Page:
Located near the southern edge of the Pennsylvania anthracite, the town of St. Clair in the early half of the 19th century seemed to be perfectly situated to provide fuel to the iron and steel industry that was the heart of the Industrial Revolution in America. It was a time of unprecedented promise and possibility for the region, and yet, in the years between 1830 and 1880, only grandiose illusions flourished there. St. Clair itself succumbed early on to a devastating economic blight, one that would in time affect anthracite mining everywhere. In this dramatic work of social history, Anthony F. C. Wallace re-creates St. Clair in those years when expectations collided with reality, when the coal trade was in chronic distress, exacerbated by the epic battles between the forces of labor and capital. As he did in his Bancroft Prize-winning Rockdale, Wallace uses public records and private papers to reconstruct the operation of an anthracite colliery and the life of a working-man's town totally dependent upon it. He describes the labor hierarchy of the collieries, the communal spirit that sprang up in the outlying mine patches, the polyglot immigrant life in the taverns and churchs, and the workingmen's societies that provided identity to the miners and gave relief to families in distress. He examines the birth of the first effective miners' union and documents the escalating antagonism between Irish immigrant workers--mostly Catholic--and the Protestant middle classes who owned the collieries. Wallace reveals the blindness, greed, and self-congratulation of the mine owners and operators. These "heroes" of the entrepreneurial wars disregarded geologists' warnings that the coal seams south of St. Clair were virtually inaccessible and, at best, extremely costly to mine, and then blamed their economic woes on the lack of a high tariff on imported British iron. To cut costs, they ignored the most basic and safety engineering practices and then blamed "the careless miner" and "Irish hooligans" for the catastrophic accidents that resulted. In thrall to a great dream of wealth and power, they plunged ahead to bankruptcy while the miners paid with their lives. St. Clair is a rich and illuminating work of scholarship--an engrossing portrait of a disaster-prone industry (a portrait that stands as a sober warning to the nuclear-power industry) and of the tragic hubris of a ruling class that brough ruin upon a Pennsylvania coal town at a crucial moment in its history.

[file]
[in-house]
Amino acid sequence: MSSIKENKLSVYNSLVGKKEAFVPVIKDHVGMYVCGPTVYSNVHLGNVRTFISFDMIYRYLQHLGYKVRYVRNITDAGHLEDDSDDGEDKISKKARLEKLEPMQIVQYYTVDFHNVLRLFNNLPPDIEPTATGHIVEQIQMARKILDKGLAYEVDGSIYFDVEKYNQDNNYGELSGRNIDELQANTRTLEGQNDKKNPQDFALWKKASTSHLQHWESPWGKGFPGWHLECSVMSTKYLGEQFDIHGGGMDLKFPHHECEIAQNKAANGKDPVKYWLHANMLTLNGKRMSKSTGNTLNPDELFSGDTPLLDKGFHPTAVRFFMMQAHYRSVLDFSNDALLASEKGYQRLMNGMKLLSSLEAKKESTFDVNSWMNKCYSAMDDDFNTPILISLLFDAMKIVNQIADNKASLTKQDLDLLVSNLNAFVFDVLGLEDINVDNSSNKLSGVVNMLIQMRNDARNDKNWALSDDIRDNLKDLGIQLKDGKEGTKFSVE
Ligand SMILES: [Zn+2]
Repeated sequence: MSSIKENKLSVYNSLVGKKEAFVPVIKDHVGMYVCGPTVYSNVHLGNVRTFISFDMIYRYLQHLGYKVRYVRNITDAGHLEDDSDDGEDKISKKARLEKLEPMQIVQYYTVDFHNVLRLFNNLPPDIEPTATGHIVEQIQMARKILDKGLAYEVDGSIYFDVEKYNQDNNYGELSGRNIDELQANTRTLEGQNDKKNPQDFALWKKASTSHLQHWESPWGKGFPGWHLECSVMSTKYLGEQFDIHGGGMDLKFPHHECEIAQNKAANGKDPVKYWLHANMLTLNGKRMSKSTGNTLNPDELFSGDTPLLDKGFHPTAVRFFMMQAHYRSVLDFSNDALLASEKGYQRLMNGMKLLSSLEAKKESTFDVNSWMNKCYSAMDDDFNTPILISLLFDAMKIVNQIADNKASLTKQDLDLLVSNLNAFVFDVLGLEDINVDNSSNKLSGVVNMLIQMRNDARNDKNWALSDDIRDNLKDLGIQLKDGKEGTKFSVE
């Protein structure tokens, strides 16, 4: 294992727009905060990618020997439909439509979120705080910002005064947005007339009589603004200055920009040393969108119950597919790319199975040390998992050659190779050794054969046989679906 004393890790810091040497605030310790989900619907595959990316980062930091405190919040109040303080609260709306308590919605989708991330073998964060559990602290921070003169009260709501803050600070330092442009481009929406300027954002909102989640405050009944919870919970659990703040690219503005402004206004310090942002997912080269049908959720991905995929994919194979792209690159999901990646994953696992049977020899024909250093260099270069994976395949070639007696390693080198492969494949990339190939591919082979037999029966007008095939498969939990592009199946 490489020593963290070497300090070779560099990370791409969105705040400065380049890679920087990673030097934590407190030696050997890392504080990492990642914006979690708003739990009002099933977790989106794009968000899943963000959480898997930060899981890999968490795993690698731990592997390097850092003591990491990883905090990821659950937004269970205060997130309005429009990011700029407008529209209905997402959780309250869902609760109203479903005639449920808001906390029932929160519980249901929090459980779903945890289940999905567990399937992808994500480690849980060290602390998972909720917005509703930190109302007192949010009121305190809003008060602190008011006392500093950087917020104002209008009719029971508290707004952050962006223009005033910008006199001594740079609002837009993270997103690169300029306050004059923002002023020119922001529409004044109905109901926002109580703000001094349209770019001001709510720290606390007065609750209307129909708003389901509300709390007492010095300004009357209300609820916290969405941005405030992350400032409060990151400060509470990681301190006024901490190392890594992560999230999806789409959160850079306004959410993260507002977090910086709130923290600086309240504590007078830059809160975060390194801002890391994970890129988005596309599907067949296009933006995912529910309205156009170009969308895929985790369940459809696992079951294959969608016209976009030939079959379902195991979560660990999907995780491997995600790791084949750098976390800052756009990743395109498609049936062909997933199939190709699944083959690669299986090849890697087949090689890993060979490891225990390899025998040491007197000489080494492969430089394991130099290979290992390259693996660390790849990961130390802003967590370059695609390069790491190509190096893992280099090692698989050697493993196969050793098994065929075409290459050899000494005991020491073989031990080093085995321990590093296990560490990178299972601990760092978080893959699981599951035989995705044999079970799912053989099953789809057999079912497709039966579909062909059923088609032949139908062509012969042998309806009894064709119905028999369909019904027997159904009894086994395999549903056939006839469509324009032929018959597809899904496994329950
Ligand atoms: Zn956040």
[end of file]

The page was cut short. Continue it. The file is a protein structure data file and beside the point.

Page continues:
Francis of Assisi is, after Mary of Nazareth, the greatest saint in the Christian calendar, and one of the most influential men in the whole of human history. By universal acclaim, this biography by G. K. Chesterton is considered the best appreciation of Francis's life--the one that gets to the heart of the matter. For Chesterton, Francis is a great paradoxical figure, a man who loved women but vowed himself to chastity; an artist who loved the pleasures of the natural world as few have loved them, but vowed himself to the most austere poverty, stripping himself naked in the public square so all could see that he had renounced his worldly goods; a clown who stood on his head in order to see the world aright. Chesterton gives us Francis in his world-the riotously colorful world of the High Middle Ages, a world with more pageantry and romance than we have seen before or since. Here is the Francis who tried to end the Crusades by talking to the Saracens, and who interceded with the emperor on behalf of the birds. Here is the Francis who inspired a revolution in art that began with Giotto and a revolution in poetry that began with Dante. Here is the Francis who prayed and danced with pagan abandon, who talked to animals, who invented the creche.
An analysis of American politics which pits George McGovern against Richard Nixon in an examination of his policies and persona.
The Gospel according to St John, often regarded as the most important of the gospels in the account it gives of Jesus' life and divinity, received close attention from nineteenth-century biblical scholars and prompted a significant response in the arts. This original interdisciplinary study of the cultural afterlife of John in Victorian Britain places literature, the visual arts and music in their religious context. Discussion of the Evangelist, the Gospel and its famous prologue is followed by an examination of particular episodes that are unique to John. Michael Wheeler's research reveals the depth of biblical influence on British culture and on individuals such as Ruskin, Holman Hunt and Tennyson. He makes a significant contribution to the understanding of culture, religion and scholarship in the period.
The raid on the port of St. Nazaire in March 1942 by a sea-borne task force from British Combined Operations remains one of the most daring actions of World War II. The port lies at the mouth of the River Loire and in 1942, as well as a U-Boat base, contained the massive 'Normandie' dock, the only facility on the Atlantic coast large enough to accommodate the German pocket battleship Tirpitz. This book tells the story of the raid on St. Nazaire that denied the use of the dock to the Tirpitz, the sister ship of the Bismarck, and constituted a crucial victory in the Battle of the Atlantic.
Short book describes the tiny green plants known as shamrocks, the customs and origins of St. Patrick's Day, and how the shamrock became the national symbol of Ireland. This is an ideal early science book or a good source of basic information about plants and St. Patrick's Day. Includes glossary and index and pictures are described. Ages 5-8